Welcome!

@CloudExpo Authors: Automic Blog, Pat Romanski, Liz McMillan, Elizabeth White, Nate Vickery

Related Topics: Microservices Expo, Java IoT, Agile Computing, @CloudExpo, @DXWorldExpo, SDN Journal

Microservices Expo: Blog Feed Post

Connected Architecture for a Connected Planet

Or how to connect the architecture dots to support a smart connected planet

Or how to connect the architecture dots to support a smart connected planet.

Introduction
The notion of a connected planet is far from new. However, the number of connections as illustrated in figure 1 is growing at an exponential rate, and it is fast becoming a reality in which many organizations must operate.

However, I doubt many organizations are preparing for this in a systematic way. More likely, experience suggests that dozens of connected ‘solutions' will permeate the organization via myriad routes and just add to the complexity of the business and IT landscape, becoming yet more spaghetti that someone is left to untangle.

Architecture is key to dealing with this. However, architectural practices must evolve to themselves become more connected, and not a set of isolated disciplines as they are often practiced today. Hence, in this note as well as considering the challenges and opportunities provided by the connected planet, I outline the role of connected architecture.

The Connected Planet
The looming challenge, or for some the opportunity, facing organizations is how they cope with the scenario shown in figure 1.

Figure 1 - The Connected Planet

Namely, that there will be

  • Trillionsof connected things, sometimes dumb but increasingly smart
  • Used by billionsof people, socializing and interacting to evaluate and rate you, your products, prices, and competitors.
  • Generating quadrillionsof messages representing quadrillions of events, some significant but many insignificant
  • Connected to millions of APIs and services, hosted in the cloud
  • Accessing and creating petabytes of information, both current and historical

This is a scenario I first documented back in a blog in2009 [1]. IDC talk about this as the "3rd platform, built on mobile devices and apps, cloud services, mobile broadband networks, big data analytics and social technologies" [2], and paint a scenario in their research that reads remarkably similar to the above.

Winners and Losers on the Connected Planet
The key issue for organizations will be

  • How does the business cope with information overload, or derive value from it?
  • How does IT deliver business solutions that manage the resulting transaction and information explosion, in a cost-effective manner?

The winners in this scenario will be those that exhibit the characteristics outlined in Table 1.

Winners are:
Constantly Connected With their Customers. Anywhere, Anytime, Anyhow
Constantly Engaged To help customers (and themselves) make informed decisions
Agile Responsive to change Creating new opportunities
Decoupled Provider from Consumer Solution from Technology Application from Process from Capability
Responsive Sensing and predicting events Correlating events Autonomic response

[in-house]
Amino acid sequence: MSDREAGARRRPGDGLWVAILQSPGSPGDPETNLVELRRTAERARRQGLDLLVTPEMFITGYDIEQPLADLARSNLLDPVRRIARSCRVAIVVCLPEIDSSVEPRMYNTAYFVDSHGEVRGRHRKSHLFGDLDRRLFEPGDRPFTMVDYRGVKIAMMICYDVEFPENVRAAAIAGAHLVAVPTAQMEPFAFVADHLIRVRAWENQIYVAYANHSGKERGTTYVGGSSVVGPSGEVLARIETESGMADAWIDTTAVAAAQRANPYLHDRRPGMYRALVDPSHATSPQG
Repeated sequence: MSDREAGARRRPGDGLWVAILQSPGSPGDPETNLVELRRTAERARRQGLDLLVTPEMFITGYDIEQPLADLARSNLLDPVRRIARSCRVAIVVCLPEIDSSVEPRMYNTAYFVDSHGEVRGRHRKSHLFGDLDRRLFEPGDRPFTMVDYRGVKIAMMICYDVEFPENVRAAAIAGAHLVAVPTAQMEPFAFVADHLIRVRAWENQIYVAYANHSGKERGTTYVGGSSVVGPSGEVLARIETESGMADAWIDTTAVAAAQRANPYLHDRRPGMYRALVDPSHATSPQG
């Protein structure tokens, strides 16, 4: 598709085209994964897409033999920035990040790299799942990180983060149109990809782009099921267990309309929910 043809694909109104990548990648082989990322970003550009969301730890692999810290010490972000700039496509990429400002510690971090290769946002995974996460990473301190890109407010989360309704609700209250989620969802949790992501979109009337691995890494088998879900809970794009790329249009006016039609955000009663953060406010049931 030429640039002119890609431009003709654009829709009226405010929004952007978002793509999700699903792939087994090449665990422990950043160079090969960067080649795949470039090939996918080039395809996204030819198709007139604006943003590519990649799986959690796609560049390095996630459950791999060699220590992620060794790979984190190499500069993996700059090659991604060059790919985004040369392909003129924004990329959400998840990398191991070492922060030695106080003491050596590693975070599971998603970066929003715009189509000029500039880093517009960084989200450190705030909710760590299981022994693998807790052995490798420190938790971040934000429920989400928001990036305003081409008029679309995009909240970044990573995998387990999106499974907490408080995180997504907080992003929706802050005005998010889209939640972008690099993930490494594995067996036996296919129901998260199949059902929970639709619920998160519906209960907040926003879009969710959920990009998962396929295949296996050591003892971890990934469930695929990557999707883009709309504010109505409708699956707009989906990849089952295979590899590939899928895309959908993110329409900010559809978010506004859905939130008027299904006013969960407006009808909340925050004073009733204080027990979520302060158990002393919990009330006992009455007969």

Excellent Six-Sigma products and processes
Efficient Automated and Autonomic Low operational cost per event response (e.g. business transaction) Optimized processes
Federated Driving multi-party ecosystems (internal and external)
Focused On core capabilities Best sourcing and collaborative sourcing of non-core capabilities

Table 1 - Winners and Losers on the Connected Planet By implication, the losers will be those organizations that fail to exhibit these characteristics!

The Connected Architecture Solution
So, how does an organization make sense of trillions of connected things and billions of people accessing petabytes of information via millions of APIs and services? Firstly, organizations and their IT solutions need to become increasingly,

  • Autonomic, in the way they,
    • respond to events, and how they correlate events and information
    • discover new service providers and their APIs
    • manage resources, adopting the principle of ‘management of services, by services'
    • freeing up human resources to deal with exceptions and ‘special cases'
  • Analytical, in the way they,
    • make sense of events and information
  • Decoupled, in the way they,
    • participate in federated ecosystems, not tightly bound partnerships
    • separate service provider from service consumer
    • assemble solutions from services not implementations

Figure 2 - Connected Architecture

As stated earlier, architecture is key to dealing with this. However, there is no one architectural ‘style' that encompasses everything that is required to solve the problem. It would be tempting to say the answer is SOA, or the answer is WOA, or any other acronym that is or was flavor of the month, or for architects to believe that it all revolves around whatever is their ‘pet' approach. While SOA principles of encapsulation and separation will inevitably be at the heart of the connected architecture, the practical reality of a collaboration between disparate organizations and capabilities will mean a federated architecture involving different technical solutions.